The solution to this situation is to call the blood bank, ask them to fax or tube over a policy on what is compatible with blood, and then, smiling sweetly, hand it over to this nurse.
Your unit should also have a blood policy in the unit manual so you could copy this and give it to her to read. Her thinking is incorrect, as far as I've been taught, and she could potentially harm a patient this way.
The AABB says:
"No medications or solutions may be routinely added to or infused through the same tubing with blood or components except 0.9% Sodium Chloride, Injection (USP). Other solutions intended for intravenous use may be used in an administration set or added to blood or components under either of the following conditions: a) They have been approved for this use by the FDA or b) There is documentation available to show that addition to the component involved is safe and efficacious. ABO-compatible plasma, 5% Albumin, or Plasma Protein Fraction, or other suitable plasma expanders may be used with approval of the patient's physician."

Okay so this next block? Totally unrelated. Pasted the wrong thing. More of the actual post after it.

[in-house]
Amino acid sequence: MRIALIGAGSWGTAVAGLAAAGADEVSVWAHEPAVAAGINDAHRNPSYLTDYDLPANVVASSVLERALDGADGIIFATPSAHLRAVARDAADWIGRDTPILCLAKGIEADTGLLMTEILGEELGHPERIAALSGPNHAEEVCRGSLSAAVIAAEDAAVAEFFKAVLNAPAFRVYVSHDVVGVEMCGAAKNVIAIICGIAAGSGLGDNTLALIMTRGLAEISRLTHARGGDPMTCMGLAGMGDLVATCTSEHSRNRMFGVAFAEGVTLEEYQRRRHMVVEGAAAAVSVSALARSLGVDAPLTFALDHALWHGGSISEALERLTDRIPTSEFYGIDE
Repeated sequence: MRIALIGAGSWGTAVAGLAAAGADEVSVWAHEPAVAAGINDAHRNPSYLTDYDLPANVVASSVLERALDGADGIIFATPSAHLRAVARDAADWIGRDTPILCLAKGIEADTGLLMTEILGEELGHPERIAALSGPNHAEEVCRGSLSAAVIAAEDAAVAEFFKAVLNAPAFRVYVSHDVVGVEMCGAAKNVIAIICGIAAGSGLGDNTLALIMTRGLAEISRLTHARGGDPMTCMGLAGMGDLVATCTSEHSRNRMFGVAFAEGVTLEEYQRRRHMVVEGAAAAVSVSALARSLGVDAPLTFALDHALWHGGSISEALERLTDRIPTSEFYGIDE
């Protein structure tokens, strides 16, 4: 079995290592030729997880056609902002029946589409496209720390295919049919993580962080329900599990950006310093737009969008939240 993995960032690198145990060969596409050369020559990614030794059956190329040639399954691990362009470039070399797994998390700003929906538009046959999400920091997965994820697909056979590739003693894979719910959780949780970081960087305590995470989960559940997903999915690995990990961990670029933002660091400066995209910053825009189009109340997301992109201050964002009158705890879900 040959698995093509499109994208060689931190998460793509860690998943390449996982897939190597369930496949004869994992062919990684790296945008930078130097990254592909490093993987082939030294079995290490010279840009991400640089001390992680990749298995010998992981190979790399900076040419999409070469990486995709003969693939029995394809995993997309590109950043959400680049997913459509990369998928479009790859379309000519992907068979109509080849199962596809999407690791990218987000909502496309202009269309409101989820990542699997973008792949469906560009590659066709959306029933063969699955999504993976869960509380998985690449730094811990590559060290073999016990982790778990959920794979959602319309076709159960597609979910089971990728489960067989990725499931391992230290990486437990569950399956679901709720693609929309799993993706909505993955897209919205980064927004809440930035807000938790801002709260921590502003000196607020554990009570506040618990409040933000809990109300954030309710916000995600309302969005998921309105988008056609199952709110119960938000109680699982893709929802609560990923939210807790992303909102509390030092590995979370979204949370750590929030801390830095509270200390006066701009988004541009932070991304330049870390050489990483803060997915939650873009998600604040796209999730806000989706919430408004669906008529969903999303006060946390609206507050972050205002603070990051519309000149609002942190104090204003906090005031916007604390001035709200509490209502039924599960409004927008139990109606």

is the site; they have a Blood Administration sheet that your blood bank should have on hand.
Also found this online:
Lactated Ringer's or other electrolyte solutions containing calcium must never be given with blood or components which have an anticoagulant containing citrate. Small clots may form in red blood cell transfusions mixed with calcium containing solutions. Five percent dextrose in water or hypotonic sodium solutions can be also be hazardous if mixed with red blood cell units as they may cause the red cells to hemolyze. Other fluids must not be given through the same line with blood unless there is sufficient data to ensure compatibility. If plasma needs to be given at the same time as red blood cells, whole blood should be considered to decrease donor exposure.
This is a case of "Prove it" IMO. Check out the pamphlet from the KCl and investigate.